Elderly patients (increasing by the day as “baby boomers” turn 65) are at risk from magnesium deficiency, most commonly when they are taking diuretics, proton pump inhibitors, or both simultaneously.
Magnesium deficiencies can also occur in the diet because many pasture soils are deficient in magnesium.
(See Overcoming Magnesium Deficiency
“Pasture soils in many parts of Victoria and NSW suffer from magnesium deficiency, raising risk of incidence of grass tetany in beef and dairy herds. Grass tetany can result from a number of causes, but a common reason is a lack of magnesium”
“Rainfall, pasture species, grazing management and nutritional fertility all influence the ability of a pasture-based enterprise to reach its full potential. The nutrients calcium, potassium, nitrogen and phosphorus each have an impact on the potential pasture yield; however, in some cases where adequate levels of these elements are present, a magnesium deficiency can prevent a pasture from achieving its maximum yield.”
A report has just been released in Medscape (http://www.medscape.com/viewarticle/832574 ) that was originally published online in Plos Medicine (30 September 2014) relating to elderly patients that had been hospitalised in Ontario, Canada, with low levels of magnesium. The Medscape report stated:
“Elderly patients taking proton-pump inhibitors (PPIs) were at a 43% increased risk of being hospitalized with hypomagnesemia, according to a population-based case control study. The risk was concentrated among patients taking both a PPI and a diuretic”.
“When the investigators stratified patients according to diuretic use, they found that those patients receiving both a PPI and a diuretic had a 73% increased risk for hospitalization (95% CI, 1.11 – 2.70) compared with those receiving neither drug. In contrast, the risk among those taking a PPI but no diuretic was no longer statistically significant (adjusted odds ratio, 1.25; 95% CI, 0.81 – 1.91)”
Obviously the patients identified in the above study would have benefited from a magnesium supplement which may have also alleviated accompanying symptoms of magnesium deficiency such as muscle cramp, cardiac arrhythmia or hormone imbalances.
Or alternatively suggested by one Medscape commentator on the study:
“Patients prescribed diuretics are already losing magnesium, and PPIs “could tip the balance,” she said. Clinicians should strongly consider discontinuing PPIs for these patients. In addition, physicians need to do a better job, in general, of evaluating the need for PPIs in patients whose symptoms have resolved. “There are a lot of people who get on these [medications] and stay on them,”
In the past I spent some time as a hospital pharmacist and it was always a worry for me that when patients came in to the intensive care ward, one of the first treatments given for cardiac problems was IV magnesium sulphate.
On discharge, the same patient was prescribed an assortment of drugs but no ongoing supplement of magnesium. This continued to be the case despite persistent interventions suggesting the patient be discharged with a magnesium supplement.
The body has a homeostatic mechanism for maintaining adequate levels of magnesium with any supplementation surplus to requirements being simply blocked for absorption.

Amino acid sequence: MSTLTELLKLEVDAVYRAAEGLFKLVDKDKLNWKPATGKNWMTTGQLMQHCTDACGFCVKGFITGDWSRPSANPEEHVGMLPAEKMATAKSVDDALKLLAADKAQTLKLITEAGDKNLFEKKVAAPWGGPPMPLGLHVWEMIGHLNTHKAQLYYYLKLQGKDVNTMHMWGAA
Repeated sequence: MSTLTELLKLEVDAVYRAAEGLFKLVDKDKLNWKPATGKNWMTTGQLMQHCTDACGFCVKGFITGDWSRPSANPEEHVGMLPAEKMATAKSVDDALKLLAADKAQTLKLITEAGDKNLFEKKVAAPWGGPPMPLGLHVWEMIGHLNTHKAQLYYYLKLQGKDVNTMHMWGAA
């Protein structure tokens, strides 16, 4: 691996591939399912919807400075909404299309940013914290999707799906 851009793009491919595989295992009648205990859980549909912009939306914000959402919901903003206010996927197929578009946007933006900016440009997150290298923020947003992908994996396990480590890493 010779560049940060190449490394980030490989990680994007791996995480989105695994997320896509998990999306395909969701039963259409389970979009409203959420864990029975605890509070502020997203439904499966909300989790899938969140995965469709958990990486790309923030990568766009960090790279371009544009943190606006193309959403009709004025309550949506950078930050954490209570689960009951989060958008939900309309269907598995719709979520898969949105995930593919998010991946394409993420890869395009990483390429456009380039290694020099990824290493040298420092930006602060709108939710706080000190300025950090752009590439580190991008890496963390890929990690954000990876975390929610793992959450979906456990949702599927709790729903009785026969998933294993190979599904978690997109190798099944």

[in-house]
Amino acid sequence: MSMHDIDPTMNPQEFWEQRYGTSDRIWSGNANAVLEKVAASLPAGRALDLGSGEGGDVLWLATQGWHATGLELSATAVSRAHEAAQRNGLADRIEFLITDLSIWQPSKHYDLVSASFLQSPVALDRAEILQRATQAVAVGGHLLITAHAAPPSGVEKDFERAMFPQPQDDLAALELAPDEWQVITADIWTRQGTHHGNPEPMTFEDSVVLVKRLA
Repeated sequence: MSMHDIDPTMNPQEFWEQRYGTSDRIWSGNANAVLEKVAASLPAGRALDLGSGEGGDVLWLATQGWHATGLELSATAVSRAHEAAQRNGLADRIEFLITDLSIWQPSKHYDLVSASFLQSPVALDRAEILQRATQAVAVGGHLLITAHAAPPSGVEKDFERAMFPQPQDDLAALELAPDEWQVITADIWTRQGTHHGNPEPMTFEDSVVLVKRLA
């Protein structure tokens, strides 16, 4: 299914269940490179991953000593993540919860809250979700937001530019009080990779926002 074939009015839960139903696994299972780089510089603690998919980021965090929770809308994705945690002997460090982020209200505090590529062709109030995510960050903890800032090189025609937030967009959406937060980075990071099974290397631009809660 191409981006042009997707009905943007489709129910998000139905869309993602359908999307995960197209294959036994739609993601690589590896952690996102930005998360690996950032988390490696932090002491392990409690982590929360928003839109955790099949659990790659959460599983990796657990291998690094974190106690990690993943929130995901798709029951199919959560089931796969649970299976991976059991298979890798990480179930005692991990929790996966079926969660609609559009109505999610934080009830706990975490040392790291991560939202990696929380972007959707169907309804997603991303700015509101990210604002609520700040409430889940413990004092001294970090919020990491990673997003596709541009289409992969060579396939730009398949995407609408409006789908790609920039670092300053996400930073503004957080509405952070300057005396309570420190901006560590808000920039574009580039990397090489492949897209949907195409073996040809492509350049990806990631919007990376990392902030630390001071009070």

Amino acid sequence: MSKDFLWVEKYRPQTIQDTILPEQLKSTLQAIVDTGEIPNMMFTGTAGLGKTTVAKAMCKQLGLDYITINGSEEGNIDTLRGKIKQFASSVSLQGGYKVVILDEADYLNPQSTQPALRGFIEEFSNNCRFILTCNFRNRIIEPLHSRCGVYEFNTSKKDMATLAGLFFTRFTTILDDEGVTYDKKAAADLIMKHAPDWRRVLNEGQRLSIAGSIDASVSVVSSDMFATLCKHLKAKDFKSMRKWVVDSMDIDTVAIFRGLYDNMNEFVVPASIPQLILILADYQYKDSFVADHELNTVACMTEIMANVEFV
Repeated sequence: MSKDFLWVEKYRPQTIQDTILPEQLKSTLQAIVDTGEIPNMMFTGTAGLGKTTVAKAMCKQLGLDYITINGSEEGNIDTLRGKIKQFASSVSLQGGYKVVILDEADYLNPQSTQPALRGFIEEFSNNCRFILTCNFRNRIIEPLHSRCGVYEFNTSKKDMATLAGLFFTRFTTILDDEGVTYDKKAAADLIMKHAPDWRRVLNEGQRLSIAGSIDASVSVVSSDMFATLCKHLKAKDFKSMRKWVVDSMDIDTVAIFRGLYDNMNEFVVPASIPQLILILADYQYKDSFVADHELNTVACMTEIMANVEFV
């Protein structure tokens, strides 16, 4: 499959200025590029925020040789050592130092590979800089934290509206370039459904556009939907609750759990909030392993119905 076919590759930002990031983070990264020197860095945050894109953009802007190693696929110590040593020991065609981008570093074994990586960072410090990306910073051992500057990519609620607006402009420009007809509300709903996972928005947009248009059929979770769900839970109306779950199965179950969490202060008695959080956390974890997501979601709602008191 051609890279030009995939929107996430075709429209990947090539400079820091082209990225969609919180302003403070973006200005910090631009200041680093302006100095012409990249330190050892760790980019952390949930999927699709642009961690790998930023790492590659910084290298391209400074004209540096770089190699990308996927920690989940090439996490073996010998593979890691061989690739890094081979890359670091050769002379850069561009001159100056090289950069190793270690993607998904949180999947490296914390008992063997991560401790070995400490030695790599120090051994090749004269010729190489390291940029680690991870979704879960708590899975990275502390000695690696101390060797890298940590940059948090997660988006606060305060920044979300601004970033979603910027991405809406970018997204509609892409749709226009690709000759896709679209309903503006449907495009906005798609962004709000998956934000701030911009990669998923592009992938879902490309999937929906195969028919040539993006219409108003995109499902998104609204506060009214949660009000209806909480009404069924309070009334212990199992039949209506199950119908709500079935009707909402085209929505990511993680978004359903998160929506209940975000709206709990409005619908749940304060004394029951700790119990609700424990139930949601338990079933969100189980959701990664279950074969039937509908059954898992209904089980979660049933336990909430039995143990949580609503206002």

Patients prescribed a diuretic will commonly be prescribed a potassium supplement to replace the loss incurred by the diuretic. But magnesium never seems to be considered, yet excretion and loss is similar to potassium.
Magnesium levels in the body are hard to measure as blood levels are not necessarily reflective of tissue levels, which can be quite low.
Magnesium is utilised from bone stores when a deficiency is present, so osteoporotic patients can also be put at risk if prescribed PPI + diuretic combinations.
Not only are magnesium levels affected, but calcium levels as well.
Given that PPI’s are readily available over-the-counter at most pharmacies, it is obvious that the question to be asked of any patient purchase is “Are you taking any prescribed medications that may contain diuretics?”
It is not so long ago that the PGA and Blackmores developed a marketing strategy where nutritional supplements were to be recommended by pharmacists automatically in the instance that they were taking PPI’s and diuretics or both.
The process was ridiculed and mocked as a fast food approach “Will you have coke and fries with that?”
In this particular instance it seems that patients may have generally benefited because they would have been definitely magnesium deficient and a blood test may not have revealed that.
The best approach would have been for a pharmacist to offer a magnesium supplement (quite safely because of homeostasis), provided there was an inquiry as to the patient’s renal status and a referral to the GP with a suggestion to drop/replace the PPI’s.
At the time of the uproar between medical Skeptics, the PGA and Blackmores, i2P commented that the PGA was on the right track but went about it the wrong way with the “naysayers” getting in an opportunistic plug for their view of the world.
That attitude does deter health practitioners from using complementary medicines, but there is a definite place for them. And it will not stop them being used by health practitioners and self-care patients.
In the above example, not proceeding with the above marketing program would have allowed for considerable patient damage.
Interestingly, those most vocal in the negative seem to have had little training or indeed have a practice involving interaction with patients